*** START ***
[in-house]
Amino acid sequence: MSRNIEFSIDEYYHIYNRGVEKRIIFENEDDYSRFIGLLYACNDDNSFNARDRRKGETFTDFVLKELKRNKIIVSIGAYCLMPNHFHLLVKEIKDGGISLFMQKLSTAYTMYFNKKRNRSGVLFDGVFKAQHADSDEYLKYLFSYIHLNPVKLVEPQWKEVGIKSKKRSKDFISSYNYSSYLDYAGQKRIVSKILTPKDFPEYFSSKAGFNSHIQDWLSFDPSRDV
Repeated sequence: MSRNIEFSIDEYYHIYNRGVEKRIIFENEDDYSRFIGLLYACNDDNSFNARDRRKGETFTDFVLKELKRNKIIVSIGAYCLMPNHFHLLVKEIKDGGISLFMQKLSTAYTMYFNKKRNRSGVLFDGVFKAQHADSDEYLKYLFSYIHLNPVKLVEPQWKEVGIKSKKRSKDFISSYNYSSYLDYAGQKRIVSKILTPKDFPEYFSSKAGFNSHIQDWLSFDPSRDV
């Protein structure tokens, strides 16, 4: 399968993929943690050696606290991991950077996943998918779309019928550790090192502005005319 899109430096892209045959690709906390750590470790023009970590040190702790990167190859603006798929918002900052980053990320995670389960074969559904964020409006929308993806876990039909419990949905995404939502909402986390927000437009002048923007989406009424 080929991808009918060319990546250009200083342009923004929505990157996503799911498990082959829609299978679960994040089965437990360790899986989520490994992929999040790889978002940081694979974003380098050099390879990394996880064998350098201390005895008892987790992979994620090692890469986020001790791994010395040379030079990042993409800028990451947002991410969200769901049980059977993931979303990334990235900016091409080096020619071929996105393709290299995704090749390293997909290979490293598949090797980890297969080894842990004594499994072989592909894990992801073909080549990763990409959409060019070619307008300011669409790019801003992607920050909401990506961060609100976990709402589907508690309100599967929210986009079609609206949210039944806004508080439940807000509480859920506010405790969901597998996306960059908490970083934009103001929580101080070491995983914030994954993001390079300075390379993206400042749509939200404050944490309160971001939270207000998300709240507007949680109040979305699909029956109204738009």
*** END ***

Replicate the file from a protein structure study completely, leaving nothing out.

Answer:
[in-house]
Amino acid sequence: MSRNIEFSIDEYYHIYNRGVEKRIIFENEDDYSRFIGLLYACNDDNSFNARDRRKGETFTDFVLKELKRNKIIVSIGAYCLMPNHFHLLVKEIKDGGISLFMQKLSTAYTMYFNKKRNRSGVLFDGVFKAQHADSDEYLKYLFSYIHLNPVKLVEPQWKEVGIKSKKRSKDFISSYNYSSYLDYAGQKRIVSKILTPKDFPEYFSSKAGFNSHIQDWLSFDPSRDV
Repeated sequence: MSRNIEFSIDEYYHIYNRGVEKRIIFENEDDYSRFIGLLYACNDDNSFNARDRRKGETFTDFVLKELKRNKIIVSIGAYCLMPNHFHLLVKEIKDGGISLFMQKLSTAYTMYFNKKRNRSGVLFDGVFKAQHADSDEYLKYLFSYIHLNPVKLVEPQWKEVGIKSKKRSKDFISSYNYSSYLDYAGQKRIVSKILTPKDFPEYFSSKAGFNSHIQDWLSFDPSRDV
């Protein structure tokens, strides 16, 4: 399968993929943690050696606290991991950077996943998918779309019928550790090192502005005319 899109430096892209045959690709906390750590470790023009970590040190702790990167190859603006798929918002900052980053990320995670389960074969559904964020409006929308993806876990039909419990949905995404939502909402986390927000437009002048923007989406009424 080929991808009918060319990546250009200083342009923004929505990157996503799911498990082959829609299978679960994040089965437990360790899986989520490994992929999040790889978002940081694979974003380098050099390879990394996880064998350098201390005895008892987790992979994620090692890469986020001790791994010395040379030079990042993409800028990451947002991410969200769901049980059977993931979303990334990235900016091409080096020619071929996105393709290299995704090749390293997909290979490293598949090797980890297969080894842990004594499994072989592909894990992801073909080549990763990409959409060019070619307008300011669409790019801003992607920050909401990506961060609100976990709402589907508690309100599967929210986009079609609206949210039944806004508080439940807000509480859920506010405790969901597998996306960059908490970083934009103001929580101080070491995983914030994954993001390079300075390379993206400042749509939200404050944490309160971001939270207000998300709240507007949680109040979305699909029956109204738009």